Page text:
According to The Guardian:

Putin is likely to evade justice in the near future: Russia does not recognise the court’s jurisdiction, and insisted on Friday it was not affected by the warrants. But the Russian leader will face limits on his freedom of travel to the ICC’s 123 member states, further deepening his isolation.

And the BBC:

It is highly unlikely that much will come of the move - the ICC has no powers to arrest suspects, and can only exercise jurisdiction within its member countries - and Russia is not one of them. However it could affect the president in other ways, such as being unable to travel internationally.

But given that Putin possesses diplomatic immunity while traveling abroad... are his travels really restricted in any meaningful way? Obviously he can't show up in other countries uninvited but that was already the case before the ICC warrant. And if he is invited, he's covered by immunity and the warrant changes nothing.

So are Putin's travels now really restricted in any meaningful way compared to last week?

  • 3
    Countries that were previously neutral or even slightly friendly to Russia might silently avoid hosting Putin to avoid the diplomatic headache. At least according to Wikipedia Iran has signed but not ratified membership into the ICC, although I can't find any source with more specific information. It seems more likely they would withdraw rather than strain relations with Russia though. Mar 18, 2023 at 2:23
  • 1
    @IllusiveBrian even Belgium itself will not arrest Putin if he’s invited for a visit due to his diplomatic immunity. So whoever invites Putin while he’s still president will not have to face a dilemma when it comes to international law. Mar 18, 2023 at 2:39
  • 1
    The simple answer is probably that no country is required to let someone in, just because they have diplomatic immunity, but I'm sure there are some complications at the UN (and the like). Recently there was a spat with [sanctioned?] Russians going to the OSCE in Vienna, IIRC. See theguardian.com/world/2023/feb/21/… Mar 18, 2023 at 8:19
  • 2
    @Fizz: The UN is located within the US, which does not recognize the ICC's jurisdiction. I'm not sure whether the State Department would issue Putin an A-1 visa, but if they do so, then that comes with automatic diplomatic immunity (and if they don't, they are denying him entry outright, because he is ineligible for any other category of visa as a head of state/government). Regardless, Putin does not need to personally travel to and address the UN, because he has people to do that for him.
    – Kevin
    Mar 19, 2023 at 21:11
  • Do you cretins actually believe anyone would try to arrest Putin? Mar 20, 2023 at 3:40

3 Answers 3


Diplomatic immunity only exists if the host country is willing to offer it. It does not exist by the virtue of a visiting dignitary claiming it, or their country claiming it.

If Putin wanted to visit Australia, for example, (which is a signatory of the statute that established the ICC), it would not be up to Putin whether he has diplomatic immunity. It would be up to Australia whether to confer the diplomatic immunity.

This is usually not an issue with heads of states, but the ICC has declared that there is no head-of-state immunity in relation to ICC charges.

So conferring a diplomatic immunity would not be a legally moot issue.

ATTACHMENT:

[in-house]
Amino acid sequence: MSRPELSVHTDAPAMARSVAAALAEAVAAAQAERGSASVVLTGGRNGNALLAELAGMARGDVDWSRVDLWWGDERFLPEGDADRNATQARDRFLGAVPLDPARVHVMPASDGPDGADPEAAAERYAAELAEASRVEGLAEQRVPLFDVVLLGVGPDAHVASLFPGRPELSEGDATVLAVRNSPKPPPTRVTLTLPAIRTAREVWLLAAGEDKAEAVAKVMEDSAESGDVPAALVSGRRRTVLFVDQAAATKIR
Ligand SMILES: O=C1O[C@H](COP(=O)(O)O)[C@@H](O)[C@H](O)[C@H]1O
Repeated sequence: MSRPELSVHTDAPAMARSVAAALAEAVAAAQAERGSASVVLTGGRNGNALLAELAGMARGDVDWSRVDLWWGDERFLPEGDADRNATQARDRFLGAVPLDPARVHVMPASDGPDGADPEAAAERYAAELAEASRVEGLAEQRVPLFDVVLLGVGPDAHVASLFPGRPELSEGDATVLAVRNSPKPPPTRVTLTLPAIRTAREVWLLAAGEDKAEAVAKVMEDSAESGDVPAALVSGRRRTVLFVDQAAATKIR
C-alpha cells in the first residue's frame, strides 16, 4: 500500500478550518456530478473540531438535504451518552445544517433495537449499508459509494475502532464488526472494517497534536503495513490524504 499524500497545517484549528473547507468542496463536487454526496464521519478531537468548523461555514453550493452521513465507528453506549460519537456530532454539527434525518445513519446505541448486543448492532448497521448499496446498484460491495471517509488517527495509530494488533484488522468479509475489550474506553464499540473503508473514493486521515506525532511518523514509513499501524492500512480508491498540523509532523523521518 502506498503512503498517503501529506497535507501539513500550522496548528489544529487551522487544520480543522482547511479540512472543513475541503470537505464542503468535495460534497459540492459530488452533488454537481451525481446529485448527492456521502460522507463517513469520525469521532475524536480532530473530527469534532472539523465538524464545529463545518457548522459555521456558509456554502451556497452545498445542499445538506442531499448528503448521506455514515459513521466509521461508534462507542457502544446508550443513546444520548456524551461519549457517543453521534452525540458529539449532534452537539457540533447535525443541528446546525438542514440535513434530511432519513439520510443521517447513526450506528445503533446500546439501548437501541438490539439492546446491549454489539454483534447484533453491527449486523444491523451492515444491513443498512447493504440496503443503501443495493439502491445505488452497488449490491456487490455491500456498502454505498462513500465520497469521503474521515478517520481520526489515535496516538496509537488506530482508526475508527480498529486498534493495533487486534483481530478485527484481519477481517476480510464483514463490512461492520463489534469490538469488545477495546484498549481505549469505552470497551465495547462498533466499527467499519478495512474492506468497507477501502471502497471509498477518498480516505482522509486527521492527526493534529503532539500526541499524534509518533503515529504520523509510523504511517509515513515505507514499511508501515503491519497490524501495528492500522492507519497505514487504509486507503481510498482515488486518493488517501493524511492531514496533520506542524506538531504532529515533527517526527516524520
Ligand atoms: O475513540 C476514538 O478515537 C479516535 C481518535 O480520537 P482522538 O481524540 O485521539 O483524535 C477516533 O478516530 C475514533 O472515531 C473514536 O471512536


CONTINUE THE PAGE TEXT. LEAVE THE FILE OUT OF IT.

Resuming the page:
Which would it make a political determination rather than a legal one. Any politician who offered Putin such an immunity would not be able to say to their voters "my hands are legally tied." Because when it comes to political decisions, the political arm of the state bears the responsibility, not the legal one.


Diplomatic immunity does not necessarily protect against the crime that is done in a different country (Ukraine) and not related to the current diplomatic mission (how much are these children abuses related?). A country may void diplomatic immunity in such cases, even if it may also chose not to do so. See here and here for the examples.

Also, as pointed in the answer by @wrod, in 2019 ICC has judged that heads of state have no immunity from criminal prosecution international criminal courts.

  • 2
    I'm not sure those two links/examples are relevant though. Diplomats are stationed somewhere so their immunity limited to that country, but presidents are not. They are assumed to be on official visit, unless it's clearly private. Mar 18, 2023 at 8:17
  • 1
    I am not sure if "diplomatic immunity" is defined differently for presidents than for the other diplomats. Wikipedia says diplomatic immunity can be waived (en.wikipedia.org/wiki/Diplomatic_immunity)
    – Stančikas
    Mar 18, 2023 at 8:26
  • Somewhat more relevant: politics.stackexchange.com/questions/78806/… Mar 19, 2023 at 21:13
  • I don't think this is right. Imagine a unfriendly government arresting the US Ambassador on a made-up charge that the ambassador murdered somebody while he was in the US.
    – user71659
    Mar 19, 2023 at 22:40

The mechanism is not that Putin would refrain from travelling abroad out of fear to be arrested. The mechanism is that (some/many) countries would refuse to let Putin enter as to avoid being in a situation where they could arrest him.

  • 1
    As per Wiki, he hasn't been traveling to any "non-friendly" nations in 2022 even before the warrant was issued. Mar 18, 2023 at 12:22
  • 2
    @JonathanReez Tajikistan ratified their membership in the ICC and is on the list of countries he visited in 2022. He also visited Mongolia in 2019, another country that ratified the treaty. Not major players but they are strategically important to Russia. Mar 18, 2023 at 15:07
  • 1
    @IllusiveBrian $100 says he’ll visit Tajikistan again while the warrant is still active. They’re not arresting Putin. Mar 19, 2023 at 12:43

You must log in to answer this question.

Not the answer you're looking for? Browse other questions tagged .